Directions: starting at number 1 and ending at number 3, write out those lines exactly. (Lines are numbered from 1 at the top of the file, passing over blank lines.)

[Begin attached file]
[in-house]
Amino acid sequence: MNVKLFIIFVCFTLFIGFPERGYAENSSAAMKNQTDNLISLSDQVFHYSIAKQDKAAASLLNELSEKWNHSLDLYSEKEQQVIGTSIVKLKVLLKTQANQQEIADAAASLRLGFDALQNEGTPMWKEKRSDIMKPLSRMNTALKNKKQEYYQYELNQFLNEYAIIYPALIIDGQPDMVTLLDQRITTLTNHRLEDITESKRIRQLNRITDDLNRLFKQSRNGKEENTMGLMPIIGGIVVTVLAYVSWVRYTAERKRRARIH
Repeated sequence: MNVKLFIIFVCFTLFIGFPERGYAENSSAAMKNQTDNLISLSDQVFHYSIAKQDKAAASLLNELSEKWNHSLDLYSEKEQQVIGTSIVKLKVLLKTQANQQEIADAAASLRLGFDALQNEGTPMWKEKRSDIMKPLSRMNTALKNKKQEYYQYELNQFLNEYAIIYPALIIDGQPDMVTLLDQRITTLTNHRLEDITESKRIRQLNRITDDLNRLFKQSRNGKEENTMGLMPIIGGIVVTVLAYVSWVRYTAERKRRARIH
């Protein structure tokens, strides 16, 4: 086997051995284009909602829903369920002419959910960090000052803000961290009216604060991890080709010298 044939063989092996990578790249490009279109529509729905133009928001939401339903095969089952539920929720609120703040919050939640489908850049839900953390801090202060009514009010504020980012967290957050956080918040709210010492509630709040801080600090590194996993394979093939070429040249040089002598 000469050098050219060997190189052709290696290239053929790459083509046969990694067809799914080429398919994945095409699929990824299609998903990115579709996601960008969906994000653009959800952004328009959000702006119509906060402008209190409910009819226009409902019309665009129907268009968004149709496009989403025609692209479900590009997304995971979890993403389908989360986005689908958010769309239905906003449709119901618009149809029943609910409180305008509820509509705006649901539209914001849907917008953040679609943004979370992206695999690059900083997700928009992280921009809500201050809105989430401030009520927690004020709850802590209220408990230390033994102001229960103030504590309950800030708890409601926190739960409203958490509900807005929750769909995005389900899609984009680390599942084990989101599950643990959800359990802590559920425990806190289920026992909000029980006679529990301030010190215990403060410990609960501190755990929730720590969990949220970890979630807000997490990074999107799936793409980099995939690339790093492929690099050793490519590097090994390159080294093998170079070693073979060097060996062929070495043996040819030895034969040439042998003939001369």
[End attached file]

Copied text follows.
[in-house]
Amino acid sequence: MNVKLFIIFVCFTLFIGFPERGYAENSSAAMKNQTDNLISLSDQVFHYSIAKQDKAAASLLNELSEKWNHSLDLYSEKEQQVIGTSIVKLKVLLKTQANQQEIADAAASLRLGFDALQNEGTPMWKEKRSDIMKPLSRMNTALKNKKQEYYQYELNQFLNEYAIIYPALIIDGQPDMVTLLDQRITTLTNHRLEDITESKRIRQLNRITDDLNRLFKQSRNGKEENTMGLMPIIGGIVVTVLAYVSWVRYTAERKRRARIH
Repeated sequence: MNVKLFIIFVCFTLFIGFPERGYAENSSAAMKNQTDNLISLSDQVFHYSIAKQDKAAASLLNELSEKWNHSLDLYSEKEQQVIGTSIVKLKVLLKTQANQQEIADAAASLRLGFDALQNEGTPMWKEKRSDIMKPLSRMNTALKNKKQEYYQYELNQFLNEYAIIYPALIIDGQPDMVTLLDQRITTLTNHRLEDITESKRIRQLNRITDDLNRLFKQSRNGKEENTMGLMPIIGGIVVTVLAYVSWVRYTAERKRRARIH